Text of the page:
On whether the state should expand its Medicaid insurance program, both challengers said they would do so -- Mallott said he would make it his first act as governor. The Affordable Care Act allows state Medicaid expansions to provide coverage for low-income adults who otherwise don't have insurance.

But Parnell, who rejected an expansion, said the new law was supposed to make health care more affordable and more accessible "and it really does neither."

People without insurance can get treatment at emergency rooms and primary care clinics, he said. But he acknowledged they need better access to specialists and treatment of chronic conditions.

What about requiring people to show official picture IDs in order to vote? Mallott and Walker said that was a bad idea. Parnell said "it's incredibly important" to ensure voters are properly identified. But in rural communities, people can't get official photo ID cards, and until they can, the state shouldn't require voters to show picture IDs, he said.

The Senate forum was minus incumbent Democrat Mark Begich. He was in Washington, D.C., where Republicans blocked a Senate vote on raising the federal minimum wage to $10.10 an hour, which Begich is pushing.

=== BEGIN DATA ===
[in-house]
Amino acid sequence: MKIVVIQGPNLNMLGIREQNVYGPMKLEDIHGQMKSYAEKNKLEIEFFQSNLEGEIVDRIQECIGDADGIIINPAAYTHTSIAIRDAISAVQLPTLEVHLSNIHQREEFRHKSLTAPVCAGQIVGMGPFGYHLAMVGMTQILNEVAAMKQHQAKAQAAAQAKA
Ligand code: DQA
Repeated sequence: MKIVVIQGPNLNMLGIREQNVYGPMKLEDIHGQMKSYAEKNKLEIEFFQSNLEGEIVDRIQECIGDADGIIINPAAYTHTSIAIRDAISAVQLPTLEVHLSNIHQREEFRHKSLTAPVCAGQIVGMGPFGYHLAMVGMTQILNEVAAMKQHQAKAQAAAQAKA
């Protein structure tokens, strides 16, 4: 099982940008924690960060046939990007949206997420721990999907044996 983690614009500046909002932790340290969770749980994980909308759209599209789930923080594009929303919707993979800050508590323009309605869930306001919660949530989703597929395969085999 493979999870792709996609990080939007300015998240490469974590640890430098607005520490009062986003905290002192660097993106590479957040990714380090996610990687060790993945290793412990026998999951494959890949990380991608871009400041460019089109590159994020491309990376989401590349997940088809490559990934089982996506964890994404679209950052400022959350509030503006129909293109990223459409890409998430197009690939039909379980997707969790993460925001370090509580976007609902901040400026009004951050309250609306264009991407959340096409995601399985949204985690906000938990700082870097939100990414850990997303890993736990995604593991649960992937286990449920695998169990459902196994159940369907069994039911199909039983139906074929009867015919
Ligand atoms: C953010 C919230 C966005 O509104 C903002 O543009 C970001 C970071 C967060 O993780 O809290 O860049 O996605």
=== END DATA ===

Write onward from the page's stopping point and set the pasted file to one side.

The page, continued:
Three Republicans -- Lt. Gov. Mead Treadwell, former Natural Resources Commissioner Dan Sullivan, and Fairbanks attorney Joe Miller -- fighting for a chance to challenge Begich in November were asked about the proper role of the federal government in determining the minimum wage.

Sullivan said 24 percent of teens are unemployed as it is and that a Congressional Budget Office study found that the proposed federal boost would "probably kill a half million jobs." He didn't mention the other main point in the report, that more than 16 million Americans would see wages rise.

Treadwell noted that Alaska voters will get a chance to decide the matter here in November. The issue should be resolved at the state level, not the national level, he said. Federal policies are choking opportunity here, he said.

Miller, a tea party favorite who maintains the federal government's powers should be limited to those spelled out in the U.S. Constitution, said there's no real role for the feds in setting a minimum wage. Pay levels are depressed for various reasons, he said.